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Organic Food And Seeds

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#1 Agatha

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Posted 07 June 2014 - 01:13 PM

i am aware that this could be highly controversial. i don't care. i'm just beginning it and will have lots of information to add as we go along. i suggest, however, that this thread could be life-saving and life-changing not just for us, but for everybody. We live in an age when big business has largely taken over the process of putting food in our mouths. Giant corporations such as Monsanto produce countless varieties of so-called food and are also invested in the huge business of "curing" the multiple diseases that we now suffer from, en masse it seems, as a result. Genetically modified food is now available on a world-wide basis. We have no scientific knowledge of how those foods will affect us in the future.

We do know that biological evolution cannot even minimally keep pace with cultural evolution. We do know that diseases such as diabetes are now at 30% to 50% of the population in small communities throughout Mexico (check at your local Clínica del Campo--the numbers are staggering).

i propose that we simply put a stop to it. We should be saving organic seeds for the future. We should be planting and eating organic foods that not only taste better but also protect us and the environment. We need help with this and as the government is unlikely to do so as much as we'd like, we can group together and pull it off. i confess that Mrs Obama's gardening efforts brought tears to my eyes and i just wish that her message had been better spread by the powers that be. We are just at the beginning of what could change the future dramatically.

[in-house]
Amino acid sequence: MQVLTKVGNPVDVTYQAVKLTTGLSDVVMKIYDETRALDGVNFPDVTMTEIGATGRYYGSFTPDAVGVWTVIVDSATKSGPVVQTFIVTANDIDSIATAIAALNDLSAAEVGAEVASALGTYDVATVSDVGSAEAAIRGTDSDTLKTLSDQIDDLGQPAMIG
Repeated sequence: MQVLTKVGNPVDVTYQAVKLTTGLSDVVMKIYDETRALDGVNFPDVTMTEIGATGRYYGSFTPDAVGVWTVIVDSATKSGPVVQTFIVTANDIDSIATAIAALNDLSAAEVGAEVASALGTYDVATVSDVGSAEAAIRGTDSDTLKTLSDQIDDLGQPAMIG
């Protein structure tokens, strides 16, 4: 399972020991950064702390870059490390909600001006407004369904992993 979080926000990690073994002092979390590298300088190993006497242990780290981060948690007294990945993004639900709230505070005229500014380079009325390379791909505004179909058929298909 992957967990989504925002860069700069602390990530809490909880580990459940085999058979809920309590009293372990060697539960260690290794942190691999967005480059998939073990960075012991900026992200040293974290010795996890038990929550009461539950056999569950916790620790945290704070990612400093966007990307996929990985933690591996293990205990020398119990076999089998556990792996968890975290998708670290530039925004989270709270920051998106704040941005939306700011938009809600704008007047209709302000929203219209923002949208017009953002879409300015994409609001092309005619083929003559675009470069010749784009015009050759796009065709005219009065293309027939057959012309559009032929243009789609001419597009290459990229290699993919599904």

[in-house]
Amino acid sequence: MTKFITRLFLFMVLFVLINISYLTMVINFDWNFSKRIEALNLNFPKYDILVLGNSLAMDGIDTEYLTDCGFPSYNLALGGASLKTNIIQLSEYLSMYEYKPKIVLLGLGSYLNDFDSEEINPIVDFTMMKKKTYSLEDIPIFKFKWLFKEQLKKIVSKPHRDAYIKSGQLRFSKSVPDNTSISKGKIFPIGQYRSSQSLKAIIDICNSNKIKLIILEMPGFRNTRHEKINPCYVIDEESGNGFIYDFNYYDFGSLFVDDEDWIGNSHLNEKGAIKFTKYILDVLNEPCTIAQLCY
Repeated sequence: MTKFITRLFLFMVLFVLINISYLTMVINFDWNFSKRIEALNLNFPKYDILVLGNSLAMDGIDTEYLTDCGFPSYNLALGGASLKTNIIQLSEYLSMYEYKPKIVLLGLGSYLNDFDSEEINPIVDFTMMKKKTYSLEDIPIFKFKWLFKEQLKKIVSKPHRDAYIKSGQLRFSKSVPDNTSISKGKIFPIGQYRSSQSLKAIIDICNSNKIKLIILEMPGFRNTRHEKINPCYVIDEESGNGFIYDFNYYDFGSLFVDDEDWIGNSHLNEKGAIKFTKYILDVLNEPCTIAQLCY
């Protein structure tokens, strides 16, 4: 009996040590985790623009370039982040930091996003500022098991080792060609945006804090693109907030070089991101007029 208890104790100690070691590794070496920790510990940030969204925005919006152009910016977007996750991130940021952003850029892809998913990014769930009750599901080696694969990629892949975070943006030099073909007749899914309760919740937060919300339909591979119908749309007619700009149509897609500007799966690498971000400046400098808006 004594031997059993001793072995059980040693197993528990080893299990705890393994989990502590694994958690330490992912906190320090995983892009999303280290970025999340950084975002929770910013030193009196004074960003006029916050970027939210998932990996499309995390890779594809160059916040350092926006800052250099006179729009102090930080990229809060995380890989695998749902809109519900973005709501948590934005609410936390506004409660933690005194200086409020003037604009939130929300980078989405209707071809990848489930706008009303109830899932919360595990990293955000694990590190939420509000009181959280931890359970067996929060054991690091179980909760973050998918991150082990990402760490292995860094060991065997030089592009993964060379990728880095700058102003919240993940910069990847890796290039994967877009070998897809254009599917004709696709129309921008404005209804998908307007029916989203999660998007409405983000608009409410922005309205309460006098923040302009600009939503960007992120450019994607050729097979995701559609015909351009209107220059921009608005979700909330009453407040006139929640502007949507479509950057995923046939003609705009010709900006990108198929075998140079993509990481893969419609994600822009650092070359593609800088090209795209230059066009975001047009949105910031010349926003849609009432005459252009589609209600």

i know that many of you on this forum take pride in your bad eating habits. You talk loudly about your carnivorous and alcohol-based diets and i sometimes wish you would come over to my place for a meal that might/would alter your consciousness for ever. But it's much more than just YOUR health that concerns me. The cows, the environment, the brutal poverty: it's all part and parcel of the same problem. Yeah, i know, i won't live long enough to save the world but y'know, you can put on my jar of ashes: she tried. Love will find the way. Ag.



#2 elpulpofeliz

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Posted 07 June 2014 - 04:17 PM

Big business does NOT  put food in my mouth. That type writing turns people off and your quest will never get off the ground. Give people some credit in being more intelligent than that. Especially on this board.



#3 Dave_in_Ont

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Posted 07 June 2014 - 05:04 PM

 

i am aware that this could be highly controversial. i don't care.

 

Agatha...I also don't care... If you happen to not consume meat nor consume alcohol, I don't care. What I do care about is my freedom of choice to eat and drink what I want without someone preaching at me.

 

I respect those who are vegetarian, I respect those who don't drink alcohol, I respect those who don't smoke...BUT..I don't try to "convert" them in any way and I object when someone tries to convert me.


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#4 Agatha

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Posted 07 June 2014 - 05:22 PM